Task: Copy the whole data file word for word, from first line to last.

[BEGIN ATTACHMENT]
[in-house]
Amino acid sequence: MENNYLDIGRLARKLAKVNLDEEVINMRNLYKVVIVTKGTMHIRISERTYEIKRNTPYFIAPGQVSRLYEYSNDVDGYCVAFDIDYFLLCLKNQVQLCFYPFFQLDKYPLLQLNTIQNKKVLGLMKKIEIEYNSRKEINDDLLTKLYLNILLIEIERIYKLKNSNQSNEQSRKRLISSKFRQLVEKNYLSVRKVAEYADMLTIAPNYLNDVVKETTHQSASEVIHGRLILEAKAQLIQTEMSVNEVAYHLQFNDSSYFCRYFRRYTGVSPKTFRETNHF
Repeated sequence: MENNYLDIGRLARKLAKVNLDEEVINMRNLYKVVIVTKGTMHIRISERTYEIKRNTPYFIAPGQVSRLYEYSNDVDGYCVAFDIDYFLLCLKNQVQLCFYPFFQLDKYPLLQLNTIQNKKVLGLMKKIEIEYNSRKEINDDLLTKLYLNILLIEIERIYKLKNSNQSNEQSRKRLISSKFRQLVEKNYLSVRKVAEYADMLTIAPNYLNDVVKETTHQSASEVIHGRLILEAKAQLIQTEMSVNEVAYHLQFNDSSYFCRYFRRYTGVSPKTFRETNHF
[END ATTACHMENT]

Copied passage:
[in-house]
Amino acid sequence: MENNYLDIGRLARKLAKVNLDEEVINMRNLYKVVIVTKGTMHIRISERTYEIKRNTPYFIAPGQVSRLYEYSNDVDGYCVAFDIDYFLLCLKNQVQLCFYPFFQLDKYPLLQLNTIQNKKVLGLMKKIEIEYNSRKEINDDLLTKLYLNILLIEIERIYKLKNSNQSNEQSRKRLISSKFRQLVEKNYLSVRKVAEYADMLTIAPNYLNDVVKETTHQSASEVIHGRLILEAKAQLIQTEMSVNEVAYHLQFNDSSYFCRYFRRYTGVSPKTFRETNHF
Repeated sequence: MENNYLDIGRLARKLAKVNLDEEVINMRNLYKVVIVTKGTMHIRISERTYEIKRNTPYFIAPGQVSRLYEYSNDVDGYCVAFDIDYFLLCLKNQVQLCFYPFFQLDKYPLLQLNTIQNKKVLGLMKKIEIEYNSRKEINDDLLTKLYLNILLIEIERIYKLKNSNQSNEQSRKRLISSKFRQLVEKNYLSVRKVAEYADMLTIAPNYLNDVVKETTHQSASEVIHGRLILEAKAQLIQTEMSVNEVAYHLQFNDSSYFCRYFRRYTGVSPKTFRETNHF